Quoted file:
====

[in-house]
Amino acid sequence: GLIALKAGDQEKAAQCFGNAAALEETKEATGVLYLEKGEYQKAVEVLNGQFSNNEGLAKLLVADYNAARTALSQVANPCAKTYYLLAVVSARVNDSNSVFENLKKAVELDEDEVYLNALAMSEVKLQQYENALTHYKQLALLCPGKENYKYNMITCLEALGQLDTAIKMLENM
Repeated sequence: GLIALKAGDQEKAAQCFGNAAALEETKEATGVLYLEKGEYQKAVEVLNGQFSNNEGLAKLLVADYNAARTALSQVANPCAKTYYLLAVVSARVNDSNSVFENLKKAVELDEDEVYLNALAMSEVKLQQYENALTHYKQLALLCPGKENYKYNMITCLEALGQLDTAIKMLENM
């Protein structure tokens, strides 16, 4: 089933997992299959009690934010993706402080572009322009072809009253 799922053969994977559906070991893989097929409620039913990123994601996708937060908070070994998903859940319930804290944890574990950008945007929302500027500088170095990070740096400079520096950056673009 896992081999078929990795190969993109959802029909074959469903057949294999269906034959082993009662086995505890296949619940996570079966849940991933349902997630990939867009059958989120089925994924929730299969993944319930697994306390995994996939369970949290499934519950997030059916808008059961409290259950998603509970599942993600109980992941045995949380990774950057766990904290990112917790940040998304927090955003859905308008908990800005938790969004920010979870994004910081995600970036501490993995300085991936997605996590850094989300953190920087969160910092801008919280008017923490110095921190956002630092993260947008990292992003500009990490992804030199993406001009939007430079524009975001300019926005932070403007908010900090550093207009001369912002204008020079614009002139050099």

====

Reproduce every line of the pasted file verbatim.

[in-house]
Amino acid sequence: GLIALKAGDQEKAAQCFGNAAALEETKEATGVLYLEKGEYQKAVEVLNGQFSNNEGLAKLLVADYNAARTALSQVANPCAKTYYLLAVVSARVNDSNSVFENLKKAVELDEDEVYLNALAMSEVKLQQYENALTHYKQLALLCPGKENYKYNMITCLEALGQLDTAIKMLENM
Repeated sequence: GLIALKAGDQEKAAQCFGNAAALEETKEATGVLYLEKGEYQKAVEVLNGQFSNNEGLAKLLVADYNAARTALSQVANPCAKTYYLLAVVSARVNDSNSVFENLKKAVELDEDEVYLNALAMSEVKLQQYENALTHYKQLALLCPGKENYKYNMITCLEALGQLDTAIKMLENM
């Protein structure tokens, strides 16, 4: 089933997992299959009690934010993706402080572009322009072809009253 799922053969994977559906070991893989097929409620039913990123994601996708937060908070070994998903859940319930804290944890574990950008945007929302500027500088170095990070740096400079520096950056673009 896992081999078929990795190969993109959802029909074959469903057949294999269906034959082993009662086995505890296949619940996570079966849940991933349902997630990939867009059958989120089925994924929730299969993944319930697994306390995994996939369970949290499934519950997030059916808008059961409290259950998603509970599942993600109980992941045995949380990774950057766990904290990112917790940040998304927090955003859905308008908990800005938790969004920010979870994004910081995600970036501490993995300085991936997605996590850094989300953190920087969160910092801008919280008017923490110095921190956002630092993260947008990292992003500009990490992804030199993406001009939007430079524009975001300019926005932070403007908010900090550093207009001369912002204008020079614009002139050099």